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|Recommended for advanced users only - users must have experience in creating relations before attempting administrative boundaries. Making a mistake can easily flood a continent.|
Your country has a boundary with the tags (boundary = administrative) and (admin_level = 2). If you want to define lesser units such as provinces or states, counties or municipalities, feel free to draw those boundaries yourself. However be sure to tag your boundaries with the appropriate "admin_level" and include them in appropriate relations.
Before you start
| Before drawing administrative boundaries, remember that:
So in order to create realistic boundaries, it's usually a good idea to plan the overall layout of your country first (possibly using our country planning tutorial) so that you know where the high-density and low-density areas will be, as well as the location of major rivers and mountain ranges that would likely form many of the boundaries.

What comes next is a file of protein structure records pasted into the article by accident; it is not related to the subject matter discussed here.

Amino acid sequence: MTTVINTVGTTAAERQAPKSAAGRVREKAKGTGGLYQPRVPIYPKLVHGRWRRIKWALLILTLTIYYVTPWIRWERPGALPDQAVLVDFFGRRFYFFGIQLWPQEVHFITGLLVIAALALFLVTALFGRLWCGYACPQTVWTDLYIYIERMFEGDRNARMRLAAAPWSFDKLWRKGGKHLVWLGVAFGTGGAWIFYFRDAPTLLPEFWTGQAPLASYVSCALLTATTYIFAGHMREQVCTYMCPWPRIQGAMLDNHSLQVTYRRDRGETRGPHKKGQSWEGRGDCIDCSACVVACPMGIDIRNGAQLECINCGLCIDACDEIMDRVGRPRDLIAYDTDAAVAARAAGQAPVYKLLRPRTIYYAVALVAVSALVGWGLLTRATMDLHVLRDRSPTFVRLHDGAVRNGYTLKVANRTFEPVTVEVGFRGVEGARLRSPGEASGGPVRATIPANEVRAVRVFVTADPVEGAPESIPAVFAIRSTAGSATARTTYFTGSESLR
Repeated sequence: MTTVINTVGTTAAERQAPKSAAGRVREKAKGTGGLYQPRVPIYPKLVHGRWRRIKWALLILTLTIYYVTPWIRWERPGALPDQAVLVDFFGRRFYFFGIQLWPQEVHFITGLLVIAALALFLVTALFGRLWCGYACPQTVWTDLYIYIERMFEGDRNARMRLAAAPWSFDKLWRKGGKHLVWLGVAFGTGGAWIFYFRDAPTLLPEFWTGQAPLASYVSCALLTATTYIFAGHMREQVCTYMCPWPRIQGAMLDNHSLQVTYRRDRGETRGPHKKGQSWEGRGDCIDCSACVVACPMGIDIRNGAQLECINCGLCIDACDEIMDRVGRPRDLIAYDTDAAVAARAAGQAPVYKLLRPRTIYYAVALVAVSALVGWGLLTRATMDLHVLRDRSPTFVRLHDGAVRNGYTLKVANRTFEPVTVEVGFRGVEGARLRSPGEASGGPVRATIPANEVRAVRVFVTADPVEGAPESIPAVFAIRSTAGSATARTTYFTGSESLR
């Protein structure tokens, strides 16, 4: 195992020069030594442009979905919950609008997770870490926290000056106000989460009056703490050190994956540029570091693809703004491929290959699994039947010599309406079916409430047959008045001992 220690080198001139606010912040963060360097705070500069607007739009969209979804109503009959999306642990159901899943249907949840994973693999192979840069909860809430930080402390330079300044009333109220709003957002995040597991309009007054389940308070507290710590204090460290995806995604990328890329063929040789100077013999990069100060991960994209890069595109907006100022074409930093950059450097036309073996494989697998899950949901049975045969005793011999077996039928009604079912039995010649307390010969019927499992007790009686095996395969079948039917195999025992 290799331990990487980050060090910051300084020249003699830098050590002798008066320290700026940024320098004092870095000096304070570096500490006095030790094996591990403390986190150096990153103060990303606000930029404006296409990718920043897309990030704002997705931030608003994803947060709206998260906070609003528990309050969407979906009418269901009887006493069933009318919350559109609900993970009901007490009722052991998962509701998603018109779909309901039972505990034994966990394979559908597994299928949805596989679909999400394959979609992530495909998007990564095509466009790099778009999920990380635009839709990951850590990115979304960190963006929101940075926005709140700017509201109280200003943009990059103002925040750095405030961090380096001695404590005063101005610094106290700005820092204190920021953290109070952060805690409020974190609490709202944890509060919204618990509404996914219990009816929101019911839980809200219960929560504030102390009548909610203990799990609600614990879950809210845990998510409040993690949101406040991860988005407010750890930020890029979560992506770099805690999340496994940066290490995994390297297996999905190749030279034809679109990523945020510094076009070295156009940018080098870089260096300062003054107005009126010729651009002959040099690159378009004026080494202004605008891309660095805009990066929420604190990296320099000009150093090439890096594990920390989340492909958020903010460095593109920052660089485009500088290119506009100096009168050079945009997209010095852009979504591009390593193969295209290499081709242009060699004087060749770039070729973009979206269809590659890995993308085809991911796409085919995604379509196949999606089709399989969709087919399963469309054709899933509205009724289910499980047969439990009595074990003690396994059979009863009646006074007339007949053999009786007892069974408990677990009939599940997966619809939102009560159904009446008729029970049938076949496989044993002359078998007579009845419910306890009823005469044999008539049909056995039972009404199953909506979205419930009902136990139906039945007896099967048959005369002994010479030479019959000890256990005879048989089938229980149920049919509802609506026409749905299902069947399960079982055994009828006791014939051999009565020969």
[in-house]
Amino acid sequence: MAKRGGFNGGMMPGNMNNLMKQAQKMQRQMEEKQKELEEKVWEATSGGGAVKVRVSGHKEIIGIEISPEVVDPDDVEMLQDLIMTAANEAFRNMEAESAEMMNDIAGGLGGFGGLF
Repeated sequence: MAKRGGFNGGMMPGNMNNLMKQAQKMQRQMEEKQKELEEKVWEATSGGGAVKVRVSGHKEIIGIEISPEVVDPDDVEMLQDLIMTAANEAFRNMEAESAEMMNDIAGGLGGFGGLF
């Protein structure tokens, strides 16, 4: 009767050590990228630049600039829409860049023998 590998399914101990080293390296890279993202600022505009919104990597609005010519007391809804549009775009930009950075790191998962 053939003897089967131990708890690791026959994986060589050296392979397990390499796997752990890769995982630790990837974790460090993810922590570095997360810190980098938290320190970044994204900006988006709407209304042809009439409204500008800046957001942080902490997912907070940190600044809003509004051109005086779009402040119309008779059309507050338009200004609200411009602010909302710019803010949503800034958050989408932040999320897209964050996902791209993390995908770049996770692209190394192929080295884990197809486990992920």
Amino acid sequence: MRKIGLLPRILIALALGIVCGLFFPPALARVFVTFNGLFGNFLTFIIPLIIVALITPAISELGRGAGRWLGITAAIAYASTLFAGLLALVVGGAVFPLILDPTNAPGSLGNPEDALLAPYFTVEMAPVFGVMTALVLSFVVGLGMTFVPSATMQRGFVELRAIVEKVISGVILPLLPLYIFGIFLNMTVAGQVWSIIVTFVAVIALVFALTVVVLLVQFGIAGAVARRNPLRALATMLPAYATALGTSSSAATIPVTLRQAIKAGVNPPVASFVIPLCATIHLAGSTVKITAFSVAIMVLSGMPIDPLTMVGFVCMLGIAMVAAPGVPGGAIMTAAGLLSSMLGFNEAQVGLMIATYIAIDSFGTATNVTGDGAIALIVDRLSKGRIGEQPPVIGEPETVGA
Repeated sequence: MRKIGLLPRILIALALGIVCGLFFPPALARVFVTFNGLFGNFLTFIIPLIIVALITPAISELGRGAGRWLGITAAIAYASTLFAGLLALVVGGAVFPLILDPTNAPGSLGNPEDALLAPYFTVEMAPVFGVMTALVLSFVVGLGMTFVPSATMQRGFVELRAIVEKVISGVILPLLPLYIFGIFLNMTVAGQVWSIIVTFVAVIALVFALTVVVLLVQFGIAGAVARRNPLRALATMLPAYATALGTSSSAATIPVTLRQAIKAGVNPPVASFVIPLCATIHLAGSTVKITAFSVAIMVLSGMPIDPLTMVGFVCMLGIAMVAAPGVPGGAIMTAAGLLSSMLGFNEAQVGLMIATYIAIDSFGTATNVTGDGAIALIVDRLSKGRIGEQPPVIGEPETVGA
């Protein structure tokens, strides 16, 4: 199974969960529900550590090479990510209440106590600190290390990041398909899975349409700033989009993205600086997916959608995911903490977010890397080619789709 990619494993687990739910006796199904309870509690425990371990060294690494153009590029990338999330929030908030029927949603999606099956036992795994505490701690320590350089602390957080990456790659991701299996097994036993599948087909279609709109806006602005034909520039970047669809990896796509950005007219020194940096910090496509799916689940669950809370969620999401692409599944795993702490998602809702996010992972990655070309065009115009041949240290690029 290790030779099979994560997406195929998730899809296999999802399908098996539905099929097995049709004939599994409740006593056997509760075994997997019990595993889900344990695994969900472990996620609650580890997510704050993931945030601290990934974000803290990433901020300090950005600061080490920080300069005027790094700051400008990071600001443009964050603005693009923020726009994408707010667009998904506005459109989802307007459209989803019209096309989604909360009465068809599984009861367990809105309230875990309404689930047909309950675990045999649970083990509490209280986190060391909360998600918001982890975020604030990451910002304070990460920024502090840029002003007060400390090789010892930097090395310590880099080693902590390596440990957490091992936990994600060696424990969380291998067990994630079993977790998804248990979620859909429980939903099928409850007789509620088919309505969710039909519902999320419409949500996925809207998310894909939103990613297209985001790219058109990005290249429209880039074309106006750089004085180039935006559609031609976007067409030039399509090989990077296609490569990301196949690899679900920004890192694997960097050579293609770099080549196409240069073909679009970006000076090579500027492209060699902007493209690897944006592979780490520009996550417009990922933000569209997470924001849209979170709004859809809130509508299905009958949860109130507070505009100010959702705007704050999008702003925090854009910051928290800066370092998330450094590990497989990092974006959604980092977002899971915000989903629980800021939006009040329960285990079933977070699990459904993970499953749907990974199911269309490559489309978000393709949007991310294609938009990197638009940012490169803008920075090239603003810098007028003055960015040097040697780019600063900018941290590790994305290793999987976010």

In other words, it's much easier to plan your country's natural layout and population pattern first, and then draw boundaries in logical places; as opposed to drawing boundaries first, and then trying to figure out a natural layout and population pattern that make sense given those boundaries.
Administrative boundaries are drawn as ways and tagged as:
- boundary = administrative
- admin_level = x (= 2, 4, 6 or 8)
Which admin_level to use
- See also: Help:Tagging_and_rendering/admin_level for a country-by-country breakdown of the admin_level usages by country in OGF.
Since each country has its own hierarchy of administrative divisions, the "admin_level" numbers must be adapted to fit each national system.
The general pattern is: low number = large unit, high number = small unit.
|country||independent country / "Staat"|
|(semi independent unit)||(e.g. united kingdoms)|
|state, province||first level under country / "Land"|
|county||level under state / "Kreis"|
|municipality||cities**, towns, villages, other municipal units / "Stadtteil, Gemeinde"|
|neighborhood, ward||smallest possible administrative units - often encompass one village, one small town, or a small part of a city / "Stadtbezirk"|
|*The admin_levels 3, 5 and 7 are reserved for special cases (semi-independent areas, etc.) and may not be displayed on the map. For more information see OSM wiki for usage of the admin_level tag in real world countries.|